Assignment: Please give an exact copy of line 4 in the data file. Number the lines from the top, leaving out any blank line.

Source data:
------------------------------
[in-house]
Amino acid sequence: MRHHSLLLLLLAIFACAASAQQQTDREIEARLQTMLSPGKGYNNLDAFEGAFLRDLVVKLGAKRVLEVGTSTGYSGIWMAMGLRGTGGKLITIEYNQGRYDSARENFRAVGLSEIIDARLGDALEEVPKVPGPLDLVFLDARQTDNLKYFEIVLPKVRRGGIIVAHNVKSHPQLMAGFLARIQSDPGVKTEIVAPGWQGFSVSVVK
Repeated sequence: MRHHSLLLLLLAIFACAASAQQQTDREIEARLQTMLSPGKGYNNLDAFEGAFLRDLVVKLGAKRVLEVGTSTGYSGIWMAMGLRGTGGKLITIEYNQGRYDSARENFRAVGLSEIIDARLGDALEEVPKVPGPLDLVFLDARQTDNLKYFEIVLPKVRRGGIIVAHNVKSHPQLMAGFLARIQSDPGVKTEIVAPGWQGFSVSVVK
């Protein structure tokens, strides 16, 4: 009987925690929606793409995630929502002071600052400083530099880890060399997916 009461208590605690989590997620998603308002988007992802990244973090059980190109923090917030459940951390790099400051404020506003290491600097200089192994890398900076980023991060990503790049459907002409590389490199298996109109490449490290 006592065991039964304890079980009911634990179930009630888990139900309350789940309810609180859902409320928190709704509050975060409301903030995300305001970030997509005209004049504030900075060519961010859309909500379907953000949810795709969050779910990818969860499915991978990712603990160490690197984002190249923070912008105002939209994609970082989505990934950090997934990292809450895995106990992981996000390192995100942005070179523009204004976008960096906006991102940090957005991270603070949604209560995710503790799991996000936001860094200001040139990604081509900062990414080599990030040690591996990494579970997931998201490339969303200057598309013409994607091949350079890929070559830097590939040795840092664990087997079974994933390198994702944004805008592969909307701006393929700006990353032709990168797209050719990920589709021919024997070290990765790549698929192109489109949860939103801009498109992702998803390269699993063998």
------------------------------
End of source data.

């Protein structure tokens, strides 16, 4: 009987925690929606793409995630929502002071600052400083530099880890060399997916 009461208590605690989590997620998603308002988007992802990244973090059980190109923090917030459940951390790099400051404020506003290491600097200089192994890398900076980023991060990503790049459907002409590389490199298996109109490449490290 006592065991039964304890079980009911634990179930009630888990139900309350789940309810609180859902409320928190709704509050975060409301903030995300305001970030997509005209004049504030900075060519961010859309909500379907953000949810795709969050779910990818969860499915991978990712603990160490690197984002190249923070912008105002939209994609970082989505990934950090997934990292809450895995106990992981996000390192995100942005070179523009204004976008960096906006991102940090957005991270603070949604209560995710503790799991996000936001860094200001040139990604081509900062990414080599990030040690591996990494579970997931998201490339969303200057598309013409994607091949350079890929070559830097590939040795840092664990087997079974994933390198994702944004805008592969909307701006393929700006990353032709990168797209050719990920589709021919024997070290990765790549698929192109489109949860939103801009498109992702998803390269699993063998």